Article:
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Midstream chemotherapy adjustment might improve breast cancer survival

Robin Wulffson MD's picture
breast cancer, cancer treatment, cancer survival, cancer research

SAN ANTONIO, TX - According to a new study, changing chemotherapy protocols midstream on the basis of individual patient responses to the first two cycles results in improved overall survival as well as disease-free survival rates for patients with luminal-type breast cancers. The study was presented December 8 at the 34th Annual San Antonio Breast Cancer Symposium (SABCS). Gunther von Minckwitz, MD, PhD, professor and senior physician at the Center for Gynecology and Obstetrics at the University of Frankfurt in Frankfurt, Germany and his colleagues conducted the study known as the GEPAR-TRIO (GErman Pre-operative Adriamycin and Docetaxel) trial.

Dr. Minckwitz noted that, although the regimen his team developed improved survival in patients with luminal-type breast cancers, it did not appear to benefit patients with HER2-positive or triple-negative (lacking HER2, estrogen, and progesterone receptors). He added that the trial also showed a disconnect between treatment effects and complete responses on pathology (pCR) in some disease subtypes. He said, "Interim response-guided neoadjuvant [new and supplementary] chemotherapy improved survival. Treatment effects on survival derived from luminal-type tumors. This treatment effect could not be predicted by pCR as these tumors have lower pCR rates, and their prognosis does not depend on pCR." He added that, conversely, for patients with HER2-positive or triple-negative tumors, for whom response-guided treatment was ineffective, pCR was highly prognostic.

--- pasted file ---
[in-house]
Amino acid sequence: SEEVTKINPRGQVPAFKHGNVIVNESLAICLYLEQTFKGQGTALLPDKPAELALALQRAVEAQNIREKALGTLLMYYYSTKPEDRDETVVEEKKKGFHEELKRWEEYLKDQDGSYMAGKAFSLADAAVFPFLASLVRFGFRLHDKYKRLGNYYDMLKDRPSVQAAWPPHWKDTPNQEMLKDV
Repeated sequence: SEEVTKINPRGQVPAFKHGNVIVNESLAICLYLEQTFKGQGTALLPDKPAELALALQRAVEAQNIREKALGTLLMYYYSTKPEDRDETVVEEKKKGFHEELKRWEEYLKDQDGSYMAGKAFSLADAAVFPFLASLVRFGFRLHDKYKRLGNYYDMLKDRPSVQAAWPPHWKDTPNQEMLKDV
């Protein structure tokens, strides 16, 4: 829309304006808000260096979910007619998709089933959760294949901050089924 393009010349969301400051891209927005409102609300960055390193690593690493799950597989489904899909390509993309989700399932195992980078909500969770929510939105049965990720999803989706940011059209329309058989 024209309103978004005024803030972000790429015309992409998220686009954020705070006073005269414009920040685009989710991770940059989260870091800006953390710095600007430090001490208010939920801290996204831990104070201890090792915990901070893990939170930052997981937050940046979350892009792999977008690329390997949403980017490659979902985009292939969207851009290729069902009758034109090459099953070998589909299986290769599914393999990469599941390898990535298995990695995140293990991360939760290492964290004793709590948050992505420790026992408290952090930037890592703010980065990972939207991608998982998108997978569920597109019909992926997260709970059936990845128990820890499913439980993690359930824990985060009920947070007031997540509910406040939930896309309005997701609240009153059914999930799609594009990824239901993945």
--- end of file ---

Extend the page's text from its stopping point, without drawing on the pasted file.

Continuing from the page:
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The GEPAR-TRIO trial was designed to examine the effect of basing neoadjuvant chemotherapy choices on clinical and pathologic responses after two cycles of the TAC regimen (docetaxel, doxorubicin, and cyclophosphamide). The study group was comprised of 2,072 women with operable or locally advanced breast cancer. They received two cycles of TAC and were then randomly assigned according to their clinical course. Patients with a complete or partial response were randomly assigned to receive four additional cycles of TAC followed by surgery (TACx6) or six additional cycles plus surgery (TACx8).

Patients who did not have a response of more than 50% reduction in tumor volume were considered nonresponders and were randomly assigned to TACx6 or to four cycles of vinorelbine and capecitabine (NX) before surgery. Dr. von Minckwitz presented data on the secondary objective of the trial, which was to determine disease-free survival and overall survival at five years and from an analysis of the treatment effects by breast cancer type.

A total of 1,025 patients received conventional therapy (TACx6), and 987 received response-guided therapy (TACx8 or TAC-NX). All the patients who received response-guided therapy fared better than those who received conventional treatment in both disease-free survival and overall survival.

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